On a rural road outside of Almonte, a red station wagon stops beside a mailbox at the end of a driveway. An arm reaches out of the back window, opens the mailbox door, carefully places several envelopes inside, secures the door and raises the flag.
The mail deliverer is Lorianne Casselman, who has been distributing mail to this route's 539 clients for over a year. Lorianne is deafblind.
Being unable to see or hear, Lorianne uses touch, taste, smell and the help of intervenors to navigate the world. She and her intervenors use two-handed manual sign language to communicate, holding hands when signing to feel the words the other person is expressing.
"Lorianne did a lot of the training with us. She showed us her signs, taught us her signs, taught us how to use them with her, and would correct us if we were wrong," says Freda Clark, an intervenor who has worked with Lorianne for ten years.
When a friend asked Lorianne if she wanted to help deliver mail along a rural route, her intervenors knew she could easily do the job. On Lorianne's first day, April Georgeadis, an intervenor who has worked with her for five years, showed her where the mailboxes were, how to open them and how to raise the flags.
"Within three mailboxes she was doing it by herself, completely independently without my help at all," says April, who admits that many of the mailbox doors are stiff or don't latch easily. But Lorianne makes sure she gets all the mail in the box, even if the envelopes are bulky and barely fit.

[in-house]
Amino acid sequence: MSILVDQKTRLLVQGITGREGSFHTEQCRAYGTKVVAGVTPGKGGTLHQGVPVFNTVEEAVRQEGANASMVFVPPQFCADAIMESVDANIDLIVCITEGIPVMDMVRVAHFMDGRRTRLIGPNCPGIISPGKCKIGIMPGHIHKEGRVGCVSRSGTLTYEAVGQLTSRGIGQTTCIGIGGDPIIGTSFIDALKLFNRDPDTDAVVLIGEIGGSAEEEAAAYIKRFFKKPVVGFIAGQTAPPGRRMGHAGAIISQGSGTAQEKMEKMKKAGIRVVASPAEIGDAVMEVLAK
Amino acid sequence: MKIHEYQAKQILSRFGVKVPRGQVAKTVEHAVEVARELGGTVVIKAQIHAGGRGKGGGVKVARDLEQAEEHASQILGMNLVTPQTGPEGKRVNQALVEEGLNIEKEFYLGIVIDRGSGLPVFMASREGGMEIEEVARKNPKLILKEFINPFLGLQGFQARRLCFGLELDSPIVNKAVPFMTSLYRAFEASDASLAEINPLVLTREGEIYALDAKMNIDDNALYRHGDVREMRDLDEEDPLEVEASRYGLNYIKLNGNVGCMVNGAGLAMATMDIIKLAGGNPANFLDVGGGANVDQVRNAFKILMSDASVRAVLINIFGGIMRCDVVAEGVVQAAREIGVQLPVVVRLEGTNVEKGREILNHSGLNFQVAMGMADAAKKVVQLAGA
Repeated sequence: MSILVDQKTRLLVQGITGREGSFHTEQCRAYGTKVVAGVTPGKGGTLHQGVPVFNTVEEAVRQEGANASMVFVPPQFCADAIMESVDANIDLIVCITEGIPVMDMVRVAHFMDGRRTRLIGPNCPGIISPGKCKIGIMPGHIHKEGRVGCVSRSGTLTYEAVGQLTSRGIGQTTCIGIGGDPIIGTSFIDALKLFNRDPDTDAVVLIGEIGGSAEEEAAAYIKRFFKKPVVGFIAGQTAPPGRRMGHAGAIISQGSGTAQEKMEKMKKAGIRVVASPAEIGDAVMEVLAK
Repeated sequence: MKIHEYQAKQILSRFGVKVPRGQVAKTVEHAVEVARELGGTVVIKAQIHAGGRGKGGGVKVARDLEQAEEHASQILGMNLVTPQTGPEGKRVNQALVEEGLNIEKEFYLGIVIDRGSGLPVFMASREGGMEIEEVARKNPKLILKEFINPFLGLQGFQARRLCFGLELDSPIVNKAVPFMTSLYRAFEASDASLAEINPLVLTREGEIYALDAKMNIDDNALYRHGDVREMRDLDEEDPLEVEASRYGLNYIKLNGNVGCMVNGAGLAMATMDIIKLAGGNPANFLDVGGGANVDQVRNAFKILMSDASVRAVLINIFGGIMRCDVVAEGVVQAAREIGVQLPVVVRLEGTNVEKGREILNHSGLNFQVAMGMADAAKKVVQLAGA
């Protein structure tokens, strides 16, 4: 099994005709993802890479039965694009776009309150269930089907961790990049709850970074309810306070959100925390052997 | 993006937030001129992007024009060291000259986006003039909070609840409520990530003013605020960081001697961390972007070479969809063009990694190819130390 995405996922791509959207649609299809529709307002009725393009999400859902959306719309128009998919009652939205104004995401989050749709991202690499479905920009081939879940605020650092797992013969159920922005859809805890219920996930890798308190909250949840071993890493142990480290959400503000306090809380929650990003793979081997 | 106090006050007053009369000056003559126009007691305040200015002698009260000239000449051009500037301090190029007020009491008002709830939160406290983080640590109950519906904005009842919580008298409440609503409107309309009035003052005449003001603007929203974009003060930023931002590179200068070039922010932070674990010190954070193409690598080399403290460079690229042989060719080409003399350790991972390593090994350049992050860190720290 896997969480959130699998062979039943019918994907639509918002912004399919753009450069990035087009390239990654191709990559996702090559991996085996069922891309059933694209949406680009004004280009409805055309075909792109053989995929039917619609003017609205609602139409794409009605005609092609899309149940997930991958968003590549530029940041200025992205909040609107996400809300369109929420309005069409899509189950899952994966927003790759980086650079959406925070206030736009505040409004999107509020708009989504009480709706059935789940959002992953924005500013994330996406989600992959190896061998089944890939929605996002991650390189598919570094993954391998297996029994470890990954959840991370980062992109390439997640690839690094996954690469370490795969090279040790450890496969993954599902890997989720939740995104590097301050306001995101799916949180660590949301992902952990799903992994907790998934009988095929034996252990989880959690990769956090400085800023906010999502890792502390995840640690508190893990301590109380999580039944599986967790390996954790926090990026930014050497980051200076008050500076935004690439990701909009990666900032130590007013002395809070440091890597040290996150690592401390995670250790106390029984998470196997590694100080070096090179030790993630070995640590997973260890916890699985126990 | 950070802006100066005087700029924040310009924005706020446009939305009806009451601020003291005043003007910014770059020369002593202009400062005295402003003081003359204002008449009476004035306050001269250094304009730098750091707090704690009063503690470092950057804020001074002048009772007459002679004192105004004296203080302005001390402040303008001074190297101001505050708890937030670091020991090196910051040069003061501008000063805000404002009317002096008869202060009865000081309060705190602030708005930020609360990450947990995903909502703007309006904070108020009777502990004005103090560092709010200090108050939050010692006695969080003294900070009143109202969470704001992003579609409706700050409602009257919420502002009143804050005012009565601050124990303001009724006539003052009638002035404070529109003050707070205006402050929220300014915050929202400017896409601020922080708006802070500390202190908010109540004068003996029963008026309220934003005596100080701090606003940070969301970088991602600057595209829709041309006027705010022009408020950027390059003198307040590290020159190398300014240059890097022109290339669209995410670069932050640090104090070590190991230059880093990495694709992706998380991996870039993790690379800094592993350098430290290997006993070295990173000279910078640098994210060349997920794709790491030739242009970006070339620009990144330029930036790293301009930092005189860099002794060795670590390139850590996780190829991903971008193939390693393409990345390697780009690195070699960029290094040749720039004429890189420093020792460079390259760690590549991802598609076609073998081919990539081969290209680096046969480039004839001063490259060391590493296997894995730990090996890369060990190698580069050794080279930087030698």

For most of her life, Lorianne lived at the Rideau Regional Centre, one of the last three government institutions for people with developmental disabilities thatÂ is closing its doors on March 31, 2009. Lorianne has been able to build on the experiences she had at the Rideau Regional Centre and is now thriving with the new opportunities and supports she is receiving in the community. Nearly 1,000 people have moved to new homes from these institutions since 2004. Across Ontario, the government is helping people with developmental disabilities get the supports that can make it easier for them to live more independently and participate more fully in their communities.
Freda says that since Lorianne moved into a new home in the community nine years ago, she has changed from a quiet woman to one who has flourished and grown. "The change I've seen most in her in the ten years that I've known her is how much she has just discovered about life and how much she enjoys it."
Lorianne's determination and her thirst to learn has even led to her starting her own baking business, called Lori's Unforgettable Treats. Community members place orders for cakes and squares in time for holidays. "She loves to bake," says Freda. "She makes an unbelievable, absolutely to-die-for Skor cheesecake."
Between delivering mail, participating in day programs, gardening, doing chores, going bowling and swimming with friends, and baking, Lorianne is always on the go. Like her baked goods, she truly is a remarkable and unforgettable person.